Suliana Kata was supposed to return home to Tonga at the end of May, but then Covid-19 tipped her world upside down.
She's one of thousands of recognised seasonal workers (RSE's) who have no choice but to remain in New Zealand until they can travel home to the islands.
Tonga's borders currently remain closed, but Kata has managed to secure work, for now.
"If I get the option to return to Tonga before then, there's uncertainty on whether I can return to New Zealand. No one is to know what will happen between now and then," she says.
As the harvest comes to an end in Hawke's Bay, Vesty managed to find her work at a kiwifruit orchard in the Bay of Plenty where Suliana has work until at least the end of September.
But what she would do and where she'd live until November is anyone's guess.
"I suppose I just have to take it as it comes, this is the first time I've been away from home for such a long time. I'm happy that I'm still working and earning money for my family."
Suliana’s husband and three adult children remain home in Tonga, her fourth, a 22-year-old son, remains in New Zealand, working under the RSE scheme.
Feelings of other seasonal workers were mixed about not being able to return home, as Suliana said it depended on whether the workers had families or not.
Times are hard and money is tight for her family back home, as Suliana usually has work to return to in Tonga, but since Cyclone Harold, her home job no longer exists.
Suliana, her husband and daughters all worked at the Royal Sunset Resort, but since it was destroyed by the cyclone earlier this year, Suliana is left as the sole source of income for her family.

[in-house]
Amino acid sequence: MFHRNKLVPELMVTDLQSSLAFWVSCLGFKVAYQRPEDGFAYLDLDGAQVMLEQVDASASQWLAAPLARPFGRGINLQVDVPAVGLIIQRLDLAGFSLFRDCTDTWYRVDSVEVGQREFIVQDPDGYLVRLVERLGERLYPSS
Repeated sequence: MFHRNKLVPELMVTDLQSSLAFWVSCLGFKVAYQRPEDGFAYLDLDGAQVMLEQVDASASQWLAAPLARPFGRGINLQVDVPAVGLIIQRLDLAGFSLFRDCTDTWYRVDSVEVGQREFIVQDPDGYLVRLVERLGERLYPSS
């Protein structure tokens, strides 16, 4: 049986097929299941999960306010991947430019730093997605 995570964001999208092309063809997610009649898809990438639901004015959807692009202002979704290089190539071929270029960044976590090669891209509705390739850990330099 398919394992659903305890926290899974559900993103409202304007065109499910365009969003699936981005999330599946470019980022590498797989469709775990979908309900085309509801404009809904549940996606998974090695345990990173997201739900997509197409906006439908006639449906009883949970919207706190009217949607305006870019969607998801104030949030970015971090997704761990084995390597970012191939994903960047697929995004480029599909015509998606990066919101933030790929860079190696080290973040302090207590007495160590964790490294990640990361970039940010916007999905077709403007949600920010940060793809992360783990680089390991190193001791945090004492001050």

"I worked as a chef, but I don't have any work while they make repairs to the resort, so if I went home, I'd have nothing to do," she says.
"I do miss my family, but I speak to them most days and I've been letting them know what's going on whenever I get updated."
"They have no jobs, I am sending money for them for what they want."
Kata's employer Mark Vesty says seasonal workers were vital for the fruit industry and for the country.
"Harvesting is heavy work, it's not easy and it's not for everyone."
Mark says he felt responsible for finding the workers employment now that they weren't able to return back to Tonga.
"I've taken on the responsibility to look after the workers. I'm just taking each day as it comes at the moment, we're hoping they will be able to get back home, but I can't see it happening anytime soon as the borders remain shut."
"It's a very small island where they come from, and they've lost a huge amount. There's plenty of people at home they're concerned about, it's been a hard road for them."